Reviews of Tom Petty Shows Past
Tom Petty is now in his fourth decade of being a summer staple. The Post has devoted plenty of ink to covering his shows, and with rumors swirling that this may be the last time he mounts a big summer tour, here is a look back at reviews of Petty's area shows over the past 25 years.
July 19, 1978
Tom Petty is not a punk. Monday night at the Warner Theater, Petty and his Heartbreakers put on a solid rock 'n' roll show that was ultimately worth every penny of the $1.01 that radio station DC-101 charged to see them.
Petty was swept into the "New Wave" surf when it first crashed onto the music press. Later, he was practially dismissed as tame. Now that punk music has lost some of its hype, Petty is starting to emerge as a reasonable compromise between "New Wave" and commercial pop.
The Heartbreakers do have limitations, and they were evident Monday night. All their tempos are variations on "2-4-6-8, who do we appreciate." Lead guitarist Mike Campbell was steady enough in support, but he recycled the same notes song after song.
Despite the group's debt to British bands such as the Searchers and the Animals, the music of Tom Petty and the Heartbreakers is straight contemporary rock 'n' roll.The songs were simple, but they usually worked.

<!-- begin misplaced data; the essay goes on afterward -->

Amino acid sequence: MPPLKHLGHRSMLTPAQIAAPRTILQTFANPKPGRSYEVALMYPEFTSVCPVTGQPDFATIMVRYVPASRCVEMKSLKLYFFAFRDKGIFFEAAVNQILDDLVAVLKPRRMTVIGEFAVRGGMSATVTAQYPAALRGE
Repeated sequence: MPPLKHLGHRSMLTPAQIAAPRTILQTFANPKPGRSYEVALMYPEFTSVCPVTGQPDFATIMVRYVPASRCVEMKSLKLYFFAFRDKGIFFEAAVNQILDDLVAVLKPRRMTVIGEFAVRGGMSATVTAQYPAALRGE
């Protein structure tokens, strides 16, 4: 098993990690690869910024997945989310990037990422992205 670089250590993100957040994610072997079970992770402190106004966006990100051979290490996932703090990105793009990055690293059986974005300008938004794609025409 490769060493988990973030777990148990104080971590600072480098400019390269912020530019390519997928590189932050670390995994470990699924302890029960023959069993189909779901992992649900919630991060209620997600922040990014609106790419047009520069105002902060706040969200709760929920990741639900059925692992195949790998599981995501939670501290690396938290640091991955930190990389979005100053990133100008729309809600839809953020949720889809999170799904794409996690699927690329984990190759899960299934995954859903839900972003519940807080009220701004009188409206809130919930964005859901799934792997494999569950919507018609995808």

The Washington Post
June 23, 1980
Tom Petty is a shameless imitator who borrows '60s musical styles with carefree abandon. Tom Petty is a slick showman who milks the crown for all it is worth. Tom Petty is a singer/guitarist with little or no redeeming social values.
Tom Petty is also quite awesome.
Tom Petty and the Heartbreakers' concert at the Merriweather Post Pavilion Saturday night was, without question, the most stunning rock show to play Washington so far this year. The two-hour performance left both the group and the overflow crowd exhausted. And after three encores, the house lights were brought up to calm things down. No one wanted to leave.
Tom Petty has taken the best of the clinches - raunchy Rolling Stones chords, Byrd harmonies and Dylanesque lyric touches -- and fused them with a daring New Wave approach, producing a sound that is at once old and new. Branishing their instruments like sabers, Petty and the Heartbreakers stormed through the music with an energy and sense of raucous excitment that was as much an assault as a musical performance. Whether playing a slow R&B ballad or one of their hits like "Don't Have to Live Like a Refugee," the group lashed out with a carefully controlled fury that was irrestible.